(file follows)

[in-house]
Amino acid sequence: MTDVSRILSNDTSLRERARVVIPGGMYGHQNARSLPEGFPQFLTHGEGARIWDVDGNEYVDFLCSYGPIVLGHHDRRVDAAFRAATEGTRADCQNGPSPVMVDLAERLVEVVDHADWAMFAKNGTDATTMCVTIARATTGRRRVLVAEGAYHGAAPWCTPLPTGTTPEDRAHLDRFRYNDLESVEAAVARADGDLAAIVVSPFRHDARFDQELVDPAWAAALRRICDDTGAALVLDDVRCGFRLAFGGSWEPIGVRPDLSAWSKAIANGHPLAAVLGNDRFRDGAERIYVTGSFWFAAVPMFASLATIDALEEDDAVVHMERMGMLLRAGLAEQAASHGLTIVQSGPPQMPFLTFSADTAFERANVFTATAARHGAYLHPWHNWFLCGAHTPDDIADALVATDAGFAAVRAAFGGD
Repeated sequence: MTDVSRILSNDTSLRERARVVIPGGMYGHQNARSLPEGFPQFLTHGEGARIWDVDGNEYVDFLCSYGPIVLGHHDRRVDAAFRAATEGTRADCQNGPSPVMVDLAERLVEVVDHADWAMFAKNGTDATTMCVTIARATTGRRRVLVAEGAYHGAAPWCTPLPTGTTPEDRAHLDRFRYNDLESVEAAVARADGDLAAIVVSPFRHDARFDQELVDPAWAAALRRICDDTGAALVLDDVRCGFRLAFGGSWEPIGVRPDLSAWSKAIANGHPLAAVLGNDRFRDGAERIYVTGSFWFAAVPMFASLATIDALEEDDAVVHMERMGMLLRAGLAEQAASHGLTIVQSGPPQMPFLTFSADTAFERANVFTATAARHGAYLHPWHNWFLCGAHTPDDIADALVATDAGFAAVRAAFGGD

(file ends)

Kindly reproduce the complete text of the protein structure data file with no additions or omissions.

[in-house]
Amino acid sequence: MTDVSRILSNDTSLRERARVVIPGGMYGHQNARSLPEGFPQFLTHGEGARIWDVDGNEYVDFLCSYGPIVLGHHDRRVDAAFRAATEGTRADCQNGPSPVMVDLAERLVEVVDHADWAMFAKNGTDATTMCVTIARATTGRRRVLVAEGAYHGAAPWCTPLPTGTTPEDRAHLDRFRYNDLESVEAAVARADGDLAAIVVSPFRHDARFDQELVDPAWAAALRRICDDTGAALVLDDVRCGFRLAFGGSWEPIGVRPDLSAWSKAIANGHPLAAVLGNDRFRDGAERIYVTGSFWFAAVPMFASLATIDALEEDDAVVHMERMGMLLRAGLAEQAASHGLTIVQSGPPQMPFLTFSADTAFERANVFTATAARHGAYLHPWHNWFLCGAHTPDDIADALVATDAGFAAVRAAFGGD
Repeated sequence: MTDVSRILSNDTSLRERARVVIPGGMYGHQNARSLPEGFPQFLTHGEGARIWDVDGNEYVDFLCSYGPIVLGHHDRRVDAAFRAATEGTRADCQNGPSPVMVDLAERLVEVVDHADWAMFAKNGTDATTMCVTIARATTGRRRVLVAEGAYHGAAPWCTPLPTGTTPEDRAHLDRFRYNDLESVEAAVARADGDLAAIVVSPFRHDARFDQELVDPAWAAALRRICDDTGAALVLDDVRCGFRLAFGGSWEPIGVRPDLSAWSKAIANGHPLAAVLGNDRFRDGAERIYVTGSFWFAAVPMFASLATIDALEEDDAVVHMERMGMLLRAGLAEQAASHGLTIVQSGPPQMPFLTFSADTAFERANVFTATAARHGAYLHPWHNWFLCGAHTPDDIADALVATDAGFAAVRAAFGGD